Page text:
Pen Reid – Behind the Curtain

13-05-2023 - 07-06-2023

We are delighted to announce a solo exhibition by artist Pen Reid. Each of the works presents spaces of nurture and security. While the main characters present as resigned and stoic, the scalding steam, overflowing baths and gathering clouds around them speak of building discontent. A sense of foreboding hangs over those experiencing what appear to be insignificant domestic events.

The outdoors seem to provide relief. There is a delicate membrane between indoors and out, between wildness and containment, as plants encroach and invade interiors and oversized trees loom on the boundary. The wildness of animals is pacified, their instinct contained as they are commodified as pets and toys. Taxidermy is explored as a parallel of the need to dominate those deemed as inferior, to suggest life goes on once controlled, but in an empty container.

Once they move outside to public sphere, women find themselves ill equipped for life, reflected in the painting “Wrong Footwear” for the slippery slopes of a snowy mountain or through wearing an extravagant fur coat that breaks any hope of connecting to nature as seen in the work “Don’t be Afraid”.

Water provides hope, “Flooding” as it moves freely, suggesting the potential for breaking away, for freedom. It can provoke change through its ability to create temporary but essential chaos, flooding and pouring through ceilings and suggesting potential escape routes and cooling resentment. References to natural forces can be interpreted as a sign of hope and redemption. As carers in the domestic realm, we live in a state of contradiction, sitting in the warmth of security alongside the menace of resentment that unsettles us and pushes us to find freedom.

Her substantial body of paintings and drawings can be viewed in reality in Compass Gallery from the 13th May to 7th June.

To view Pen's CV visit her artist page at:

A review of the exhibition by Susan Mansfield in Scottish Art News can be seen on our News page or copy the link here:

"The quiet but original voice of Edinburgh-born Pen Reid is revealed at Compass Gallery, in the artist’s biggest solo show yet. In an art world which often seems obsessed by youth, it’s a joy to see an artist flower in middle age with all the attendant skills and depth of vision. Edinburgh-born Pen Reid graduated from Oxford Brookes University in 1990 and went on to a Masters in Painting and Printmaking at the Art Institute of Chicago on an International Peace Scholarship. Now back in Edinburgh, she had her first solo exhibition at the city’s Union Gallery in 2020.

This is her biggest show to date, representing nearly three years’ work, and it’s a chance to appreciate her range, the various moods of her paintings: unsettling, sometimes funny, complex in the ideas they explore. Given her facility with tonality and colour and love of pattern, they are often beautiful too.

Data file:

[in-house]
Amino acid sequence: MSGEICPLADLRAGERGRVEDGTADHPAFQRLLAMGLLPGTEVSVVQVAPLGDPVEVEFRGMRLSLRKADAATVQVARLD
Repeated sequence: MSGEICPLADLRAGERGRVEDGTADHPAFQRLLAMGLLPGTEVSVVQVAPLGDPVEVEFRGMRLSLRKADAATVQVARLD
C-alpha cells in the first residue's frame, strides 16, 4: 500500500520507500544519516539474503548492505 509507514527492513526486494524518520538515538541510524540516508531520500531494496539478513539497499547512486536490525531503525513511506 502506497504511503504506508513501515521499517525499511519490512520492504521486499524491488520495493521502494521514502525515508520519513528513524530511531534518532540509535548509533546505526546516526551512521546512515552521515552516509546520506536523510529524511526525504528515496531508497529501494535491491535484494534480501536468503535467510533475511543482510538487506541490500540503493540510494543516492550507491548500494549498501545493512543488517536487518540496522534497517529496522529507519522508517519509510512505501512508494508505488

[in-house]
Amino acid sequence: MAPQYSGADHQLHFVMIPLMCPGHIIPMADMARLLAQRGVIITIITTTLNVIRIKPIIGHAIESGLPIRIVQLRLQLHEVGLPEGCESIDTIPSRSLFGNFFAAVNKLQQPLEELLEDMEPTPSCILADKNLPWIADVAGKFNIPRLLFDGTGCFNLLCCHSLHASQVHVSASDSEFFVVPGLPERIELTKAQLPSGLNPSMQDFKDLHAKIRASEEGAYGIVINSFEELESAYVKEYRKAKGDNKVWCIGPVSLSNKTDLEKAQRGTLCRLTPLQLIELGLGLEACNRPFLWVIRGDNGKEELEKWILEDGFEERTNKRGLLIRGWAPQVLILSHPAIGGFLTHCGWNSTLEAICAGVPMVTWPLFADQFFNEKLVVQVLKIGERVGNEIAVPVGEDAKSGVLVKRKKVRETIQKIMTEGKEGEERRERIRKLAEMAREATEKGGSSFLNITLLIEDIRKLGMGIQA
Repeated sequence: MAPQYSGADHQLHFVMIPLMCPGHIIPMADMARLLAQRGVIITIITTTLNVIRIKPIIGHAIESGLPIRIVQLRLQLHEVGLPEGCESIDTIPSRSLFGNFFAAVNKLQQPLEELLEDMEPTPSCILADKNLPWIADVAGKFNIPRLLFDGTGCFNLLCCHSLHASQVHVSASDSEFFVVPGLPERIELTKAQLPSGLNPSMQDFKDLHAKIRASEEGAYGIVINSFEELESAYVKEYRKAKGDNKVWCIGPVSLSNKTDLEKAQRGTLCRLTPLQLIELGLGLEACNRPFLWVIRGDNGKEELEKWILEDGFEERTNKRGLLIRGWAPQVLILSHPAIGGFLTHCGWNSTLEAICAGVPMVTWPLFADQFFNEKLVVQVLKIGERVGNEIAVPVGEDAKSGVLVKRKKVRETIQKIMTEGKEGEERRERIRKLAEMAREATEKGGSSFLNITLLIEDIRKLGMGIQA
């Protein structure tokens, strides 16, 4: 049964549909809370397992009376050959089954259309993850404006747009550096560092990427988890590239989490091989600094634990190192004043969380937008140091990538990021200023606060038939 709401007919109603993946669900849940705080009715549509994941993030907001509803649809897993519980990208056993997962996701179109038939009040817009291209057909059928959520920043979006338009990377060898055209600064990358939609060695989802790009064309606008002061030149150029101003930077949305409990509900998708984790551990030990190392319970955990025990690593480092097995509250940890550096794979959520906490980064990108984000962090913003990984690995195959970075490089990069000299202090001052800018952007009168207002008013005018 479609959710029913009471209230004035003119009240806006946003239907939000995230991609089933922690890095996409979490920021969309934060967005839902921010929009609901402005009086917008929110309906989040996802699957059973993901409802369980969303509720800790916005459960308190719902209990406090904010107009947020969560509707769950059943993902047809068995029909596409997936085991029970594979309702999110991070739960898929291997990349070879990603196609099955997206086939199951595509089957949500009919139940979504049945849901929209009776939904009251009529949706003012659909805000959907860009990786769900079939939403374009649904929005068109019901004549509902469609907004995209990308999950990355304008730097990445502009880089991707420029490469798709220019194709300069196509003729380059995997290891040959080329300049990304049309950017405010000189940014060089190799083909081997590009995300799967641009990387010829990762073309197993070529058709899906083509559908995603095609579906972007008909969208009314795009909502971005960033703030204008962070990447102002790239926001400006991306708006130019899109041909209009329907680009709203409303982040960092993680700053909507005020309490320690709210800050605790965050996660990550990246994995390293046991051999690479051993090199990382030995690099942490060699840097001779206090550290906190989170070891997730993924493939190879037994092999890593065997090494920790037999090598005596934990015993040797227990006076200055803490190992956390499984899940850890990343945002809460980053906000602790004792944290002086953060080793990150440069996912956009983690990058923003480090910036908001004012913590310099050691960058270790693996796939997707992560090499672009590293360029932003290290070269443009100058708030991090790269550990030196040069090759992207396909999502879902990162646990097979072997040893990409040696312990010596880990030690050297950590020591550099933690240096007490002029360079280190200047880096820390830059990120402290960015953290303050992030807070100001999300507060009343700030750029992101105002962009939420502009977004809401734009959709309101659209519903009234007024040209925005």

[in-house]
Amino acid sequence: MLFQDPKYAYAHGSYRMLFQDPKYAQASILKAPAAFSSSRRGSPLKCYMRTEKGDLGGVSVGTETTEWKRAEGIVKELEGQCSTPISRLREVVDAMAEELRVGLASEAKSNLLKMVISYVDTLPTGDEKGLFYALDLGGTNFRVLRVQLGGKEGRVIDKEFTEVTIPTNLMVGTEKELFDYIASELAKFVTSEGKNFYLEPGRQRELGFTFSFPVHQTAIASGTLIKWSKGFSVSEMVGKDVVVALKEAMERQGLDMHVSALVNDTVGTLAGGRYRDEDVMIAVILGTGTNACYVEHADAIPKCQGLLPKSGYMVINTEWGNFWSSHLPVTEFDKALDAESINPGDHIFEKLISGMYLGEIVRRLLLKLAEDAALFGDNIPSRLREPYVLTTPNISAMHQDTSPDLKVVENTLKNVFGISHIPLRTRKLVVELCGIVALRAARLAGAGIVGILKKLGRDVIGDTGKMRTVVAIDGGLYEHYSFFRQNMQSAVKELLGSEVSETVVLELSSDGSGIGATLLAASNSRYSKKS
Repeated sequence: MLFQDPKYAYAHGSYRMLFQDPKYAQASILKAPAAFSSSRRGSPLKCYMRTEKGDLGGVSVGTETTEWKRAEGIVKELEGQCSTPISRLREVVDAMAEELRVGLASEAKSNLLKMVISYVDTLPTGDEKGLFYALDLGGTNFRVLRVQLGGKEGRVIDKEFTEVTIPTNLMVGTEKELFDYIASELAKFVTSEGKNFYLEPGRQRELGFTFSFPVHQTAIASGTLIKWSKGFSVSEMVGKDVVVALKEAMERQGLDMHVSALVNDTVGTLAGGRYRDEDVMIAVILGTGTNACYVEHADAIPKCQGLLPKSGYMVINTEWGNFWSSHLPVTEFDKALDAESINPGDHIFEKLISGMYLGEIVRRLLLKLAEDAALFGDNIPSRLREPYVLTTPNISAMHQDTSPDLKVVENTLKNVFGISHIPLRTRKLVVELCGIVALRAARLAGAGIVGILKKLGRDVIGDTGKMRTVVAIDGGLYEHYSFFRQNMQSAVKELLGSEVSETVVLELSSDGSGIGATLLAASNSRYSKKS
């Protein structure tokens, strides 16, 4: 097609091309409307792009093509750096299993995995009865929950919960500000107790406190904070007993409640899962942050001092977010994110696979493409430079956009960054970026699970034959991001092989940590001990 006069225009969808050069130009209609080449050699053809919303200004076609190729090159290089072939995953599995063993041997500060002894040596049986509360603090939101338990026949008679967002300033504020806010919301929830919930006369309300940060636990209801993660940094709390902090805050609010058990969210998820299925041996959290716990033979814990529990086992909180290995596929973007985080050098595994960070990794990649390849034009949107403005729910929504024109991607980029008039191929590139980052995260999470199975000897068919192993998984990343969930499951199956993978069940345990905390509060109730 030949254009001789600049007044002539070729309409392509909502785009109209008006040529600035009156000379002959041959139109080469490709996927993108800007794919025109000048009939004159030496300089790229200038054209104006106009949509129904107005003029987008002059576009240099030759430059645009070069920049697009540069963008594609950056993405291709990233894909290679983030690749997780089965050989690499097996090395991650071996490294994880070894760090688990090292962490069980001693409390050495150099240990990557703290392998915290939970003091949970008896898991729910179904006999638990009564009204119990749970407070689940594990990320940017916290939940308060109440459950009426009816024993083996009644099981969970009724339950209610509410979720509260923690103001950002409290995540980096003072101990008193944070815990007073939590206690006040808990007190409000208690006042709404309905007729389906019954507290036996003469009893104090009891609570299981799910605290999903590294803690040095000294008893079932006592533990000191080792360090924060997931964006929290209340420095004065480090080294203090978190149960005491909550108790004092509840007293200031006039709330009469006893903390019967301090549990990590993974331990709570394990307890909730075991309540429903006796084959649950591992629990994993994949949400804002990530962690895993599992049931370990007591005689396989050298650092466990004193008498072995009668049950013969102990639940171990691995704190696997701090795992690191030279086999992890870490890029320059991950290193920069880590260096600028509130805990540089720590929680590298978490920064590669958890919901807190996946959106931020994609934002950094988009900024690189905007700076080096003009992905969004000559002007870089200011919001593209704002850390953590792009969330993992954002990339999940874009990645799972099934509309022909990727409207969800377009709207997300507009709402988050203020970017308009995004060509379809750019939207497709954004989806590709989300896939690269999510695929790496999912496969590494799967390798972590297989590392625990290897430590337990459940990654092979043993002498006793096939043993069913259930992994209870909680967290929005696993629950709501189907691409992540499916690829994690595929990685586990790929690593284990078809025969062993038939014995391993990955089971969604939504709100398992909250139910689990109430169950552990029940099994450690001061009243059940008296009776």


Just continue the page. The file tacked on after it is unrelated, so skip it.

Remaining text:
The title is apposite: many of these paintings feature a curtain drawn back, still others imply it. The world of these pictures is the domestic, often grounded in very specific details: the washing machine, the claw-footed bath, the pram in the hallway. The viewer might be peeking past the curtain into this world or, along with the occupants, looking out.

These complex compositions fold through indoor and outdoor space: flowers blossom on interior walls; the Milky Way floods into an upstairs landing; houses open up along one wall like doll’s houses. The paintings do this metaphorically, too, inviting us to glimpse inner worlds, private hopes, fears, fantasies.

Not all have people in them; sometimes their presence is oblique, shown in a photograph or glimpsed in a mirror. Animals might appear as their representatives, like the two budgerigars in ‘A Long Marriage’, but also sometimes as themselves: lambs, hummingbirds, the ‘Lost Bears’ wandering in a half-wild suburban garden.

What indoors and outdoors mean in a Pen Reid painting is not straightforward. The domestic is a place of nurture and growth, but outside is the realm of the imagination, wildness and freedom. There is a whiff of fairy tale in paintings such as ‘Five Lost Children’, in which the five small protagonists explore a big empty house in a forest. Sometimes, instead, there is a dash of surrealism, like the baby’s rattles growing in a garden.

In a painting like ‘Fresh Air’, there is a tangible sense of menace in the way the bathroom fills up with steam, but the woman in ‘Washing Up’ might only to be daydreaming a palace of the mind. There are moments of great humanity, like the head scarfed woman in ‘Wrong Footwear’ who finds herself ill-equipped for an Alpine landscape, or the woman who sits at the mirror wondering whether to dye her hair. And there’s a deep sadness (as well as a little absurdity) in ‘Empty Nest’, with its room crowded with tiny beds.

Mixed media works in gouache and pencil show off her drawing skills, and her feeling for paint is on show everywhere, in colours and patterns, light and shadow. She likes to work on the covers of old books, making their titles part of the story. These works are the product of a quiet but original voice, probing the boundaries of interior and exterior, real life and imagination, wildness and confinement, and how they can sometimes be more porous than we think."

Greg Thomas has also reviewed the show in the latest edition of The List magazine.

“Fingerprints, scumbled paint and layers of oil or ink are laid down with a bravura blend of tenderness and confidence. There are controlled accidents of transparency and texture, using varnish and thinners. Working with oil paints or ink on linen or board, she builds up surface only to break them down, with a painting often made up of half revealed layers.”

For Jan Patience's review: